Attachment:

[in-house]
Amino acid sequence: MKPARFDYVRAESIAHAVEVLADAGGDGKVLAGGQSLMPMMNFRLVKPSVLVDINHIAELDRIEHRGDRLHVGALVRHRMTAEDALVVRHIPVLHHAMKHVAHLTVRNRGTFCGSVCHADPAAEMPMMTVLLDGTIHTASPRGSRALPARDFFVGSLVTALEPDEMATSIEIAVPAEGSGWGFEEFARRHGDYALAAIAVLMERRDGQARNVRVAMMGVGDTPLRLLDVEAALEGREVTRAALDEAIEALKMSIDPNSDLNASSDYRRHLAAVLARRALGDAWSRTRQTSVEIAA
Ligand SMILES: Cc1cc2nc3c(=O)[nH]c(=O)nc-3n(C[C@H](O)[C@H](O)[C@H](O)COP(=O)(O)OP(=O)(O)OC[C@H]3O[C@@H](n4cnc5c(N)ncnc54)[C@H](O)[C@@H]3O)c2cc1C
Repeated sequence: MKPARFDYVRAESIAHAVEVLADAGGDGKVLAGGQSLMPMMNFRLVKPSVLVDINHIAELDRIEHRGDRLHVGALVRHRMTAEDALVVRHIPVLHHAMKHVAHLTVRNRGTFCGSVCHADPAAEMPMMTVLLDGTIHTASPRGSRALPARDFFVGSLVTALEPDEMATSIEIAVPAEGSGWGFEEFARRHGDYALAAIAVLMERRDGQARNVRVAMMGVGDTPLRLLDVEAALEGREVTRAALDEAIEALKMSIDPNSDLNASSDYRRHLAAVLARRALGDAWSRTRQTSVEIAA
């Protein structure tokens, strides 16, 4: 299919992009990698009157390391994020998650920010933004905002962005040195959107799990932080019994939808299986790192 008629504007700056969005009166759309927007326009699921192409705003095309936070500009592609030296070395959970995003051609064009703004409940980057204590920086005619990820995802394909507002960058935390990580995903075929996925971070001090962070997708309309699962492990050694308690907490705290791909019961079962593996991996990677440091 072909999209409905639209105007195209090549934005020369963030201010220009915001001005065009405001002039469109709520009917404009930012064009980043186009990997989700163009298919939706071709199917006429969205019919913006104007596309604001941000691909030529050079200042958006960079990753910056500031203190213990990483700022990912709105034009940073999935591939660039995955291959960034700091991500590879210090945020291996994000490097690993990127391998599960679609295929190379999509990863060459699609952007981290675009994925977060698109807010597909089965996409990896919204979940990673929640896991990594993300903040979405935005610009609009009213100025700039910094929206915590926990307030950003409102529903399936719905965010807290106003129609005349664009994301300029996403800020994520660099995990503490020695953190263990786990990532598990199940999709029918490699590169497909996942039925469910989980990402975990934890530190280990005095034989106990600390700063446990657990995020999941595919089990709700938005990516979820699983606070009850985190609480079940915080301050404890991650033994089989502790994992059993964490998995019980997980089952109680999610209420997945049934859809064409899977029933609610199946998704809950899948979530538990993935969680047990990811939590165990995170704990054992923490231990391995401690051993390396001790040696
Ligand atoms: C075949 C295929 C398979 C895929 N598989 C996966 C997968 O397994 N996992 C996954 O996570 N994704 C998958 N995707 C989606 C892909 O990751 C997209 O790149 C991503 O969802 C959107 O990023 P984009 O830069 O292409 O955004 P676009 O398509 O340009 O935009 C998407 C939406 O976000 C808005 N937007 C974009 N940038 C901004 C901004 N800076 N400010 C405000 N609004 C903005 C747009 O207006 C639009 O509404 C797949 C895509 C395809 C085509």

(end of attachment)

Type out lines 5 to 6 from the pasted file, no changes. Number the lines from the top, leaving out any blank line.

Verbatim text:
């Protein structure tokens, strides 16, 4: 299919992009990698009157390391994020998650920010933004905002962005040195959107799990932080019994939808299986790192 008629504007700056969005009166759309927007326009699921192409705003095309936070500009592609030296070395959970995003051609064009703004409940980057204590920086005619990820995802394909507002960058935390990580995903075929996925971070001090962070997708309309699962492990050694308690907490705290791909019961079962593996991996990677440091 072909999209409905639209105007195209090549934005020369963030201010220009915001001005065009405001002039469109709520009917404009930012064009980043186009990997989700163009298919939706071709199917006429969205019919913006104007596309604001941000691909030529050079200042958006960079990753910056500031203190213990990483700022990912709105034009940073999935591939660039995955291959960034700091991500590879210090945020291996994000490097690993990127391998599960679609295929190379999509990863060459699609952007981290675009994925977060698109807010597909089965996409990896919204979940990673929640896991990594993300903040979405935005610009609009009213100025700039910094929206915590926990307030950003409102529903399936719905965010807290106003129609005349664009994301300029996403800020994520660099995990503490020695953190263990786990990532598990199940999709029918490699590169497909996942039925469910989980990402975990934890530190280990005095034989106990600390700063446990657990995020999941595919089990709700938005990516979820699983606070009850985190609480079940915080301050404890991650033994089989502790994992059993964490998995019980997980089952109680999610209420997945049934859809064409899977029933609610199946998704809950899948979530538990993935969680047990990811939590165990995170704990054992923490231990391995401690051993390396001790040696
Ligand atoms: C075949 C295929 C398979 C895929 N598989 C996966 C997968 O397994 N996992 C996954 O996570 N994704 C998958 N995707 C989606 C892909 O990751 C997209 O790149 C991503 O969802 C959107 O990023 P984009 O830069 O292409 O955004 P676009 O398509 O340009 O935009 C998407 C939406 O976000 C808005 N937007 C974009 N940038 C901004 C901004 N800076 N400010 C405000 N609004 C903005 C747009 O207006 C639009 O509404 C797949 C895509 C395809 C085509």